9. GROUP 2-ALKALINE EARTH METALS • All have 2 valence electrons • Harder and denser than group 1 but not as reactive (they have 2 valence electrons to lose and get to 0) • Still too reactive to be found free in nature • Characteristics of Alkaline Earth: • Many compounds in the Earth’s crust contain calcium • Compounds in seawater contain magnesium

    10. GROUPS 3-12-TRANSITION METALS • Not as reactive as groups 1 and 2 • Most have 2 valence electrons • Characteristics of Transition Metals: • Many are found free in nature (Au, Cu, Ag, Pd) • Copper is used in wire because it is a good conductor of electricity • Tungsten has the highest melting point of all metals that is why it is used as the filaments for light bulbs

    11. P-BLOCK ELEMENTS • Has 8 metals to the left of the zigzag line (Al, Ga, In, T, Sn, Pb, Bi, Po) • Harder and denser than group 2 but less so than transition metals • Most found in nature • 8 metalloids on the zigzag line (B, Si, Ge, As, Sb, Te, Po, At) • Properties of both metals and nonmetals • Semi-conductors • Brittle solids • The rest are non-metals to the right of the zigzag line

    12. GROUP 17-HALOGENS • 7 valence electrons • Most reactive of the NON-METALS (only need one electron to reach the magic number of 8) • Fluorine is the most reactive of all elements • When nonmetal combines with a metal, it produces a salt (Na + Cl  NaCl)

    13. GROUP 18-NOBLE GASES • 8 valence electrons • Helium is the exception it only has 2 valence electrons and its magic numbers are 0 and 2 • Least reactive of all elements (already have the magic number of 8 valence electrons) • Full outer energy level so no need to form compounds

    14. LANTHANOIDS Elements 58-71 2 valence electrons Shiny metals Not actually rare, most are readily available ACTINOIDS Elements 90-103, 2 valence electrons Elements 90-92 are naturally occurring Elements 93 – 103 are man-made (synthetic) Most are radioactive RARE EARTH METALS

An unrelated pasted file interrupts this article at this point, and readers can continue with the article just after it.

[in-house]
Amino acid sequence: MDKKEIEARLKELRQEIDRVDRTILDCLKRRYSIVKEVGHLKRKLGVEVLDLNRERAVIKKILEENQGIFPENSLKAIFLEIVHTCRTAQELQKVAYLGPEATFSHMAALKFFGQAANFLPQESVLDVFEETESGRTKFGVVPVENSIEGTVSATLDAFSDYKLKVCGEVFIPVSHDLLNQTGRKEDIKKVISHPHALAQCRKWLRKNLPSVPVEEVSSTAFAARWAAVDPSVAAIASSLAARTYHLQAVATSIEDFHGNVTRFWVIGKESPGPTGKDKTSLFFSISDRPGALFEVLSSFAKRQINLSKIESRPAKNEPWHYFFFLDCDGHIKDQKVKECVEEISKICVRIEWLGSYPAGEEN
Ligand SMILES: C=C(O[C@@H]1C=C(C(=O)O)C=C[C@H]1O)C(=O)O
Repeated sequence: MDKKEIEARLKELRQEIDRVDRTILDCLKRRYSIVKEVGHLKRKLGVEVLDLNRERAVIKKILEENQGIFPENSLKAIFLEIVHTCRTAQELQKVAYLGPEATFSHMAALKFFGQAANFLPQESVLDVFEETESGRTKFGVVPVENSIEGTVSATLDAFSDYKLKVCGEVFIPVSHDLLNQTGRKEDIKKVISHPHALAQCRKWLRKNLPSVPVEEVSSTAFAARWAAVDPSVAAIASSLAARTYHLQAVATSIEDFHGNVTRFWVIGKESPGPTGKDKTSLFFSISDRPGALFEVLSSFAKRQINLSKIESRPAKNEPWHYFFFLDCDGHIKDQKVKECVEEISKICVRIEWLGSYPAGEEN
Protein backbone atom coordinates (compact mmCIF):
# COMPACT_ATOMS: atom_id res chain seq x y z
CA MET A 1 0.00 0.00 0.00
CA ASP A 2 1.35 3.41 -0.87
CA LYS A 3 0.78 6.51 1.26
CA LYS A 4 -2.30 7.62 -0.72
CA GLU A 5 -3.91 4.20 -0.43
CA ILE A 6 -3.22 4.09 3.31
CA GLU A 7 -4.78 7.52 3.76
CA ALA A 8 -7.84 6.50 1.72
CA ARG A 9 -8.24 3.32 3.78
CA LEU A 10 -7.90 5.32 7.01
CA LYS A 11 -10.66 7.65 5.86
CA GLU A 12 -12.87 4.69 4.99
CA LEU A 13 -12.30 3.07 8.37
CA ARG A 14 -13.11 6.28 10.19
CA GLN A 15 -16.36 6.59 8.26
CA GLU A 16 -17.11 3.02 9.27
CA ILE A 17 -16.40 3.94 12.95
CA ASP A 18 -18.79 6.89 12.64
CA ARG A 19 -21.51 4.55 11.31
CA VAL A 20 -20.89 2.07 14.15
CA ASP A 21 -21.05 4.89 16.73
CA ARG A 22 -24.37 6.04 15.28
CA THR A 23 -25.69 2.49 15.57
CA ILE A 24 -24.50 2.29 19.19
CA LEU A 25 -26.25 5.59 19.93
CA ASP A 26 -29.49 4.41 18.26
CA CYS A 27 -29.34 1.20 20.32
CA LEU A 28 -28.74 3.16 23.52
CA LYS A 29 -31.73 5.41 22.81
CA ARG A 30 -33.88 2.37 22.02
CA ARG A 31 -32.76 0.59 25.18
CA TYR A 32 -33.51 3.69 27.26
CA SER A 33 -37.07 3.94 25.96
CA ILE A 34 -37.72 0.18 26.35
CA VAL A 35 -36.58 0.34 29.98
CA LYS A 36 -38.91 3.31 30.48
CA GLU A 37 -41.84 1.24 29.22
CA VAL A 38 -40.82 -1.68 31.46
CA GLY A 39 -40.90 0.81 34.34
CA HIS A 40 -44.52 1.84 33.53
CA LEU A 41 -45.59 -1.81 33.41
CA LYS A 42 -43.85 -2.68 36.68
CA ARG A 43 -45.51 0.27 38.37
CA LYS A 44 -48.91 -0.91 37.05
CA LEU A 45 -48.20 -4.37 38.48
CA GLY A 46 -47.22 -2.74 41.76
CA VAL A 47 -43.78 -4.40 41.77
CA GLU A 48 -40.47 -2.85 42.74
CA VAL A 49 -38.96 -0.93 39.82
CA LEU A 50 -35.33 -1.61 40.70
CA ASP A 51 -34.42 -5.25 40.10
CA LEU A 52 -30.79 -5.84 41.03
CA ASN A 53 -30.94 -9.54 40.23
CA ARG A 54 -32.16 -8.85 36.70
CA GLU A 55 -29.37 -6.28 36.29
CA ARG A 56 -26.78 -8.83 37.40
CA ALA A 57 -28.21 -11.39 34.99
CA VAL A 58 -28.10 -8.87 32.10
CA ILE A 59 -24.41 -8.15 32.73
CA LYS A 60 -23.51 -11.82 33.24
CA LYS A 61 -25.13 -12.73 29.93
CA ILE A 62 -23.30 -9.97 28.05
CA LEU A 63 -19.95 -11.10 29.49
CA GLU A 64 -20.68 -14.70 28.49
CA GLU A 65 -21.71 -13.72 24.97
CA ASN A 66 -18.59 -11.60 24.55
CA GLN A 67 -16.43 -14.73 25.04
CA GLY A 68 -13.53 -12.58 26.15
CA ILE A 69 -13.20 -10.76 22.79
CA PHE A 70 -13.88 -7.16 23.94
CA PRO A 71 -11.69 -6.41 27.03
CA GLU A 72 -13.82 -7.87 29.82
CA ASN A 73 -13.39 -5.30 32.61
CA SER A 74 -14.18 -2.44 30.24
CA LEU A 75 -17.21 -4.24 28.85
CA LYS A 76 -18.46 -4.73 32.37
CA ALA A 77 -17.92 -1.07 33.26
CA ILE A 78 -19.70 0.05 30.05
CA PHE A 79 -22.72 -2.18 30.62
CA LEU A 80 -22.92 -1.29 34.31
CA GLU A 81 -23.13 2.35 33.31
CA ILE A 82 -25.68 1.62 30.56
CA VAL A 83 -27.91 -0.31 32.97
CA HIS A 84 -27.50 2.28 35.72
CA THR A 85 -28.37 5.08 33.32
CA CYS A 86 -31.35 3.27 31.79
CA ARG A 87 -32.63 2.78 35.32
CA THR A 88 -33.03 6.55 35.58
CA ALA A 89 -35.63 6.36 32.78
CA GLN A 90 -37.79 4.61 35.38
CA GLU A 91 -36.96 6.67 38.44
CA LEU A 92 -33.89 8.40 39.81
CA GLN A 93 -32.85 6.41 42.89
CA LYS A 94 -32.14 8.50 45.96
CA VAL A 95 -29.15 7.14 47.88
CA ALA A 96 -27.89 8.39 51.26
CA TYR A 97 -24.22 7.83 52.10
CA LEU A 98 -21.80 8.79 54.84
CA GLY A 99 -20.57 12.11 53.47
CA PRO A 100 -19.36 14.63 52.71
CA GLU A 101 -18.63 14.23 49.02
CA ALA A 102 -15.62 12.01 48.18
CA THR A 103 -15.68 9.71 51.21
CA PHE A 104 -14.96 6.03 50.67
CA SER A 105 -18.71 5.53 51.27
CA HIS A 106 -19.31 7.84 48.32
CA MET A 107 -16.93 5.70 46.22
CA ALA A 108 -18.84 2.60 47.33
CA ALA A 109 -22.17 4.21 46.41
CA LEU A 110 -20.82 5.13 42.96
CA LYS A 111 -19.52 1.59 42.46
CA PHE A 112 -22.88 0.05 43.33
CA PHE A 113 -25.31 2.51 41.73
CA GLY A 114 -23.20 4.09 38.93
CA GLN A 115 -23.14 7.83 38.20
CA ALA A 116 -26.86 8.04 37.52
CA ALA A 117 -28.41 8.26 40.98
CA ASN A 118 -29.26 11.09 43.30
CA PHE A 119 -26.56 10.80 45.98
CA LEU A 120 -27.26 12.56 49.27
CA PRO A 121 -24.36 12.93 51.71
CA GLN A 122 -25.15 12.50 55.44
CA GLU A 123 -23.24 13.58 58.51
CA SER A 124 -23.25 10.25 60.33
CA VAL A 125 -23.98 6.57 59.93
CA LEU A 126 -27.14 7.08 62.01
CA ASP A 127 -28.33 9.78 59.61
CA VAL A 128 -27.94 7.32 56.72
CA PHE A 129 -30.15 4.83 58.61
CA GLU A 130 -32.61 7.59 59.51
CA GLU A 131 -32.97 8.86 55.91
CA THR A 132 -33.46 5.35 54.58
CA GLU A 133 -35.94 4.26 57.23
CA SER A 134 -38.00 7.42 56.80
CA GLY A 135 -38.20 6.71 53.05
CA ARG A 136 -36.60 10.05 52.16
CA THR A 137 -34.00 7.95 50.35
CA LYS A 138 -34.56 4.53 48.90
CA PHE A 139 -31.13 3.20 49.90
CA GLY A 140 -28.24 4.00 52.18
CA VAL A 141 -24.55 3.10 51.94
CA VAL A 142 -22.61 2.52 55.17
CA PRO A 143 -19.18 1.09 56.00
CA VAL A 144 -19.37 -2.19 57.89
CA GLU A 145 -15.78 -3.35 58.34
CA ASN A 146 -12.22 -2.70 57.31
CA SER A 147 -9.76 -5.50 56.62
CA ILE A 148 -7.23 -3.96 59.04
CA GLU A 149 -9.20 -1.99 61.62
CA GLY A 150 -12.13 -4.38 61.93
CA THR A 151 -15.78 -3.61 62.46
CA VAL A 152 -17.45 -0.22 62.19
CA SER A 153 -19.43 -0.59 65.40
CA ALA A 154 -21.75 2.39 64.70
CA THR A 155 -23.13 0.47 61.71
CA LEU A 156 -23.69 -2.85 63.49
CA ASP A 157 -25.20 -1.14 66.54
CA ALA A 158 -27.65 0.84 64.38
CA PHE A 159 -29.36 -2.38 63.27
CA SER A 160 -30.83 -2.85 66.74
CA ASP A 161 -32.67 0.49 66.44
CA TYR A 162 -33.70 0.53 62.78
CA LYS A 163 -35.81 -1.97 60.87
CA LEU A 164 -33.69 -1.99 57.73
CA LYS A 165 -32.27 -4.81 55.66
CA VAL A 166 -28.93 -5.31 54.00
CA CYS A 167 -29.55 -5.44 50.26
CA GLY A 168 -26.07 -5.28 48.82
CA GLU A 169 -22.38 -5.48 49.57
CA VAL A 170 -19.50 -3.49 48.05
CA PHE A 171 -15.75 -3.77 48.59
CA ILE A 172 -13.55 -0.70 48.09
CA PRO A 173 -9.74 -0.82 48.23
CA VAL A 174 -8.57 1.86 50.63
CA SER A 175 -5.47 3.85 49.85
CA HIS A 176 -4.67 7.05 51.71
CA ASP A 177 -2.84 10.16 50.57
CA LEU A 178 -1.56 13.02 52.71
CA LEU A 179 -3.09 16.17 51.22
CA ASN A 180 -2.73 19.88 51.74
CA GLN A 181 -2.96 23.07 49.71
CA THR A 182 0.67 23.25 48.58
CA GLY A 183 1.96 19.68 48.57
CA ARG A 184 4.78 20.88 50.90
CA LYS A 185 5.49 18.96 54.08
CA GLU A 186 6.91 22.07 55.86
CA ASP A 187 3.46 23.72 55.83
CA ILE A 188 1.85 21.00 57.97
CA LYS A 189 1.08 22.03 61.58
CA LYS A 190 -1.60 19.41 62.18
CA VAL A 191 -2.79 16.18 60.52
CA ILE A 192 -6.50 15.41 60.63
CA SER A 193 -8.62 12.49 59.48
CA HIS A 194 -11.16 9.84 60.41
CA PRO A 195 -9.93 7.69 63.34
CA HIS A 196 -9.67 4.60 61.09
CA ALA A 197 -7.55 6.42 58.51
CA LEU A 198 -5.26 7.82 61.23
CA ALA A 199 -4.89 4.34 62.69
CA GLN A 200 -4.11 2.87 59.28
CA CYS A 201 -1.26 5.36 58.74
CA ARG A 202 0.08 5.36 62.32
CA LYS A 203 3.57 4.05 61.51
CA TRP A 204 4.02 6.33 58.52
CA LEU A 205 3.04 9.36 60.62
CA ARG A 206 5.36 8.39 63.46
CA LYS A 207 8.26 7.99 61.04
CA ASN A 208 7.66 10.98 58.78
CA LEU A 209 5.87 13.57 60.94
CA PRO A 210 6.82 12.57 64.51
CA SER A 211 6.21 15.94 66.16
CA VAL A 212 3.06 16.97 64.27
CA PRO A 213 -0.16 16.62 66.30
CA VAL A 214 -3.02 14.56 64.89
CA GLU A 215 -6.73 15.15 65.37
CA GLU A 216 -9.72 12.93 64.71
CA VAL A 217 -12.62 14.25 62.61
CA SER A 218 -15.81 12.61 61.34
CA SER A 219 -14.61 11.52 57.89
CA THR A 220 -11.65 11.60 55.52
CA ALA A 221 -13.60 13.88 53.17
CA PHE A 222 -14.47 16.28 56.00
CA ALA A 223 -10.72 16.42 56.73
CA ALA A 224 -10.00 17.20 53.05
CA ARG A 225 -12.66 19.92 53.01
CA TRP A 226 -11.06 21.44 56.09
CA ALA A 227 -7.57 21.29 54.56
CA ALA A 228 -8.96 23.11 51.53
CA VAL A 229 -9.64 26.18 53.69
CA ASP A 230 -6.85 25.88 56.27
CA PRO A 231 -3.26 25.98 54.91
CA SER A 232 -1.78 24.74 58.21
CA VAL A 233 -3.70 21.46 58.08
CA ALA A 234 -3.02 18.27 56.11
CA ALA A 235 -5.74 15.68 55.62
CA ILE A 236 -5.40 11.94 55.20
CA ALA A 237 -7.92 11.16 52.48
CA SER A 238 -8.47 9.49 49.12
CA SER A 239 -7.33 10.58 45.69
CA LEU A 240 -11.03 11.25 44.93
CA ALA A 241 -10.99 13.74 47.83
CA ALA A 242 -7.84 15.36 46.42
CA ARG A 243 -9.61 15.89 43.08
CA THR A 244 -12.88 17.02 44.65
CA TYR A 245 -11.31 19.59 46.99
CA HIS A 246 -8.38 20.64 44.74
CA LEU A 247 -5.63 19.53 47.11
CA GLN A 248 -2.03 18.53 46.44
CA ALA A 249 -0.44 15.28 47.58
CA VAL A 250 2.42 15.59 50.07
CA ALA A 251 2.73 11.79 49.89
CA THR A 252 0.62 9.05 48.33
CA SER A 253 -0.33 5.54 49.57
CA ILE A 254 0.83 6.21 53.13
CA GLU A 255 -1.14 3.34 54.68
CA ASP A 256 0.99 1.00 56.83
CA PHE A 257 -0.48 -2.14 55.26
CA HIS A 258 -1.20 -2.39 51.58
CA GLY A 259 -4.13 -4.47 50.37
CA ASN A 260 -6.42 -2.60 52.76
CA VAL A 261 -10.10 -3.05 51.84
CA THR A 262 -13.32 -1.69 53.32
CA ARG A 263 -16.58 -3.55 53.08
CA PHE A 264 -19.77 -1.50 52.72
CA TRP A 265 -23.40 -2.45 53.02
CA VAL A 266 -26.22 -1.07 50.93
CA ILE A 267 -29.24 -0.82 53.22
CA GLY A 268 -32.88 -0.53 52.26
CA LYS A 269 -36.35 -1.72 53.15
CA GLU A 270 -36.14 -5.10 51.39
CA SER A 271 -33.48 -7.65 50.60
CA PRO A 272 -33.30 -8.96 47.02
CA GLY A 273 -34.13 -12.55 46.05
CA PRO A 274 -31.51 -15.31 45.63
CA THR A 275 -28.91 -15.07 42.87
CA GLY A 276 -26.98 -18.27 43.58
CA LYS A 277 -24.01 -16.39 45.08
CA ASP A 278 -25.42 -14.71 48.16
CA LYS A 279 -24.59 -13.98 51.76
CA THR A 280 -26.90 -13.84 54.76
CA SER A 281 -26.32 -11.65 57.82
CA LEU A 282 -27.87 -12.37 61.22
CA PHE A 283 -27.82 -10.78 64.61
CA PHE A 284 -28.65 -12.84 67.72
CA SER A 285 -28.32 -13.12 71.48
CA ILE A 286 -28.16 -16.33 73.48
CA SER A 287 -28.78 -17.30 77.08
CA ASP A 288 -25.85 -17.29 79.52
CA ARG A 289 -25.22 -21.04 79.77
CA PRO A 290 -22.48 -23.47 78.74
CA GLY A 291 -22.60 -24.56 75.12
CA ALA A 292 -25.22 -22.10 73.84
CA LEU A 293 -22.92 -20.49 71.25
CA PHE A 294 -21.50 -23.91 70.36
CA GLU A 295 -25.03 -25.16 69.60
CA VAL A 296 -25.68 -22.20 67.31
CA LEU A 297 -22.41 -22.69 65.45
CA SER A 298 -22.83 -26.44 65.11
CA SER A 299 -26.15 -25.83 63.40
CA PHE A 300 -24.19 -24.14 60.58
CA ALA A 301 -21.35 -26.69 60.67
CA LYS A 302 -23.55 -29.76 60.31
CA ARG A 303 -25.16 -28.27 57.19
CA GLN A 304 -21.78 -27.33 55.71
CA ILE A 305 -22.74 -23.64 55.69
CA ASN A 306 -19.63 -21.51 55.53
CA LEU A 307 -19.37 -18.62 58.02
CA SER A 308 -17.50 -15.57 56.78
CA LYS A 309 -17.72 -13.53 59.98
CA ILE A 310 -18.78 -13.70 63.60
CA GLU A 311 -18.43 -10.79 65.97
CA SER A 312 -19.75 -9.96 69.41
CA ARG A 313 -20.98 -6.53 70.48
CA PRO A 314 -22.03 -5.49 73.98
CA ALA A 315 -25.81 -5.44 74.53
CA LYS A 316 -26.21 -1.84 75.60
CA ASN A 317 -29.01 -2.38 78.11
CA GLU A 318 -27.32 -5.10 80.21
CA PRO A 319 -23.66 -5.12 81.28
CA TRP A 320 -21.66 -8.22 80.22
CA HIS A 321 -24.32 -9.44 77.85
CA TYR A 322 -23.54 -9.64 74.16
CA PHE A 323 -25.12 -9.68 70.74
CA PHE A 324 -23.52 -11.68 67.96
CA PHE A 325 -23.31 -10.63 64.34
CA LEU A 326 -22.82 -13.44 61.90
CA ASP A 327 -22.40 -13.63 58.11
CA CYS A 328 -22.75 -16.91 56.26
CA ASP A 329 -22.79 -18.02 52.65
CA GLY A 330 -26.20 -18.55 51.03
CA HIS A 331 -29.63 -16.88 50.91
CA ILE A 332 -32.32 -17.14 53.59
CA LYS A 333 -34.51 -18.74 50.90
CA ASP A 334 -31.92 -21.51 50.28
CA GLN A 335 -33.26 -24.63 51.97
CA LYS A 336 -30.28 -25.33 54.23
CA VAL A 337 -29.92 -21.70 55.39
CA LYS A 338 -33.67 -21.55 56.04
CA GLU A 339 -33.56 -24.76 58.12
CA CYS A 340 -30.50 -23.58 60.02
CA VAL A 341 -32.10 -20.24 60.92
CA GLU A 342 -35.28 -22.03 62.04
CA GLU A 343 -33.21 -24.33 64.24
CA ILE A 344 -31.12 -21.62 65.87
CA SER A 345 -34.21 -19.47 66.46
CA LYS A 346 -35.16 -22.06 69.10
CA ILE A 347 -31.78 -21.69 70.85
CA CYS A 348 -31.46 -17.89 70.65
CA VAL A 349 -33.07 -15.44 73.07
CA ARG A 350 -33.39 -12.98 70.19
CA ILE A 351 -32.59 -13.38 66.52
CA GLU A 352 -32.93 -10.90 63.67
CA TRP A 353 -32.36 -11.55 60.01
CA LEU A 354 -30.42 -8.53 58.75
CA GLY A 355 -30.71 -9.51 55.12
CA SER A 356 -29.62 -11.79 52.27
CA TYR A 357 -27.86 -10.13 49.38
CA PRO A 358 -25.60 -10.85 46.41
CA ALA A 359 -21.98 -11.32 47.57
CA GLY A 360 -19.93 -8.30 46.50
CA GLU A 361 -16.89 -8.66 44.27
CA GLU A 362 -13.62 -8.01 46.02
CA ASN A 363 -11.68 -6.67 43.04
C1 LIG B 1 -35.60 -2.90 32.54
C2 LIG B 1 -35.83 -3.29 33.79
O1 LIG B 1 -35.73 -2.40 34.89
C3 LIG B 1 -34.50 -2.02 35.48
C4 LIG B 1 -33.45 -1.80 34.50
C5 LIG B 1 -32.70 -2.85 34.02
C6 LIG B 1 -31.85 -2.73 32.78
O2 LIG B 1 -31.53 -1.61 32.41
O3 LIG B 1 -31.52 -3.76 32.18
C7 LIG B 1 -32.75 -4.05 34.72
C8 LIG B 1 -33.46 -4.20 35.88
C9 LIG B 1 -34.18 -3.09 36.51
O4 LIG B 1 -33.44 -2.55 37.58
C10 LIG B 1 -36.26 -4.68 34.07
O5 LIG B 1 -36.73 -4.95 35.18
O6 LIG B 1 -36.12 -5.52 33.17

15. VALENCE ELECTRONS • Could always write out the noble gas configuration and find the valence electrons • OR use this trick: • Group 1 has 1 valence electron • Group 2 has 2 • Groups 3-12 have 2 • Group 13 has 3 • Group 14 has 4 • Group 15 has 5 • Group 16 has 6 • Group 17 has 7 • Group 18 has 8 • Caution: this trick only tells you valence electrons, not TOTAL electrons

    16. PERIODIC TRENDS • Atomic Number: # of protons in the nucleus • Trends: • Increases across a period • Increases down a group • Atomic Radius: Size of an atom • Trends: • Decreases across a period • Increases down a group

    17. PERIODIC TRENDS • Ionization Energy: Energy required to remove an electron from an atom • Trends: • Increases across a period • Decreases down a group • Electron Affinity: How badly an atom wants electrons • Trends: • Increases across a period • Decreases down a group

    18. PERIODIC TRENDS • Electronegativity: Ability of an atom to attract electrons • Trends: • Increases across a period • Decreases down a group

    19. PERIODIC TRENDS • Using trends with groups of elements: Rank the following elements from smallest (1) to largest (4) in terms of atomic size: Be, He, Ca, Au. • Step One: • Find all 4 elements on the periodic table and place your finger on each one. • Step Two: • Move from left to right across the periodic table using the trend for atomic size (decreases across). You only have to use the trend for up and down if you get to a point where you have 2 elements that are in the same column. • Step Three: • Rank the elements from 1 to 4 as you move across the table.

    20. PERIODIC TRENDS • Example 2: Rank N, O, S, and C from smallest (1) to largest (4) in terms of electron affinity.